News | October 18, 2006

Study Of The State-By-State E-Waste Patchwork

Study on State Patchwork of Electronics Recycling Laws Shows Significant Impact of 'Dead Weight' Costs

Austin, TX — The National Electronics Recycling Information Clearinghouse (NERIC) is releasing today a report titled "A Study of the State-by-State E-Waste Patchwork" at the E-Scrap 2006 conference in Austin, Texas. The study is a first-ever effort to identify and quantify the existing and potential economic effects of the ever-expanding patchwork of state-level electronics recycling requirements on industry, government and consumers. It analyzes the effect of legislation already passed and enacted in the four mandatory state programs to date – California, Maine, Maryland, and Washington, and projects costs for the future.

Drawing from estimates provided by principal public and private sector entities in state electronics recycling programs, the study identifies "dead weight" costs that would not be present with the introduction and implementation of a national electronics recycling program. Recurring dead weight costs of the four existing state-legislated programs are estimated at $25 million per year. At the present implementation rate of one new state mandated program per year, recurring dead weight costs are expected to increase substantially during the coming years. The study projects recurring dead weight costs associated with a future 20-state "mega-patchwork" of differing state requirements to be $125 million per year.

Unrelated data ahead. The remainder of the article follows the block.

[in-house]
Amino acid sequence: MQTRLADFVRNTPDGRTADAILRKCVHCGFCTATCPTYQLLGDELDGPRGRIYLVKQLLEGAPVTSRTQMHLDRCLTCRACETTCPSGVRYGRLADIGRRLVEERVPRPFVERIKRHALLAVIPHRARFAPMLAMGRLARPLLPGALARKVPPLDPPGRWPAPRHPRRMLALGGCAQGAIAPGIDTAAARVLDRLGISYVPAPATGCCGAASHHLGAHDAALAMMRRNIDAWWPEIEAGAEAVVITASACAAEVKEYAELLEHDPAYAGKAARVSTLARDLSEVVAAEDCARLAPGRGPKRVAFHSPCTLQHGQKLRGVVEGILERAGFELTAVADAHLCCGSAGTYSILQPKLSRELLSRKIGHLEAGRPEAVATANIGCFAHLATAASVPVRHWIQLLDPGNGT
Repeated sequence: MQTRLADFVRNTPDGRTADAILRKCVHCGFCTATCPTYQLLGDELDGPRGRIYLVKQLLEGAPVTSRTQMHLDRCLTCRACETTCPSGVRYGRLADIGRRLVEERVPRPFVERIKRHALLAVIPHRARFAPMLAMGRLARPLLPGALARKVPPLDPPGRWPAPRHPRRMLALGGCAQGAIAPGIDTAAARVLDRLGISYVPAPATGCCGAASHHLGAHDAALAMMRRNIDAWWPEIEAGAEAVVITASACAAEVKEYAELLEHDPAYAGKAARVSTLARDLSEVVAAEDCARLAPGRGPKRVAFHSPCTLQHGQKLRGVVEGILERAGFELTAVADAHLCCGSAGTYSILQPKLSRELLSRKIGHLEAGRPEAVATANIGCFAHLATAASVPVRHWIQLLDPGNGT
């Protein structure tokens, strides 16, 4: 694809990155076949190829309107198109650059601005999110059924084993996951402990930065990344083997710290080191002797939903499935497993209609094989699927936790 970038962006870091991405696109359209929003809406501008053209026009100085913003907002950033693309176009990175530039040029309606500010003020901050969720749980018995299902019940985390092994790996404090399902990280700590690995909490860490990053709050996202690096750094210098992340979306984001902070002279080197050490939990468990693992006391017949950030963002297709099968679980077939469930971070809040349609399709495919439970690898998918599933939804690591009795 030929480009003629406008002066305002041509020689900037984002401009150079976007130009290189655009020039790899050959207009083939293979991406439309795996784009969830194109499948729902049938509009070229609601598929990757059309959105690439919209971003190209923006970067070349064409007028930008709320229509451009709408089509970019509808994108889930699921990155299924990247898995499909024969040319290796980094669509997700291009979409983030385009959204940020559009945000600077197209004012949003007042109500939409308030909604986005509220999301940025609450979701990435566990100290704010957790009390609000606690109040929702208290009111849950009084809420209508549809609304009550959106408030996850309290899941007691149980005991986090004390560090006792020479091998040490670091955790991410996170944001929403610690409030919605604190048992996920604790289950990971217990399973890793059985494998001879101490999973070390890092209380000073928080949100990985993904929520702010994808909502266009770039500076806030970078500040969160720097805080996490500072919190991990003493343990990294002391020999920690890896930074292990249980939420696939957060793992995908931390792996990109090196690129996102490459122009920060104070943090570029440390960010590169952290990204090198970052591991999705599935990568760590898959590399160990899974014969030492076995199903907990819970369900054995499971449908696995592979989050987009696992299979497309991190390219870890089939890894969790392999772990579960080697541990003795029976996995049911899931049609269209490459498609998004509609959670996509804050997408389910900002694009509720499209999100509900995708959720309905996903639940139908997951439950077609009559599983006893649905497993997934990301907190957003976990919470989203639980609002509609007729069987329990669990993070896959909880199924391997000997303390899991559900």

Jason Linnell, Executive Director of the National Center for Electronics Recycling (NCER), which authored the study, said "This study proves that the current ‘patchwork' of different approaches to electronics recycling is indeed having an economic impact on all stakeholders."

Data to support the above findings were gathered by NCER through interviews with government and industry stakeholders involved in the administration and implementation of state e-waste programs.

To view the State Patchwork Study in its entirety as well as other reports produced by the NCER under the National Electronics Recycling Infrastructure Clearinghouse initiative, go to

SOURCE: The National Center for Electronics Recycling (NCER)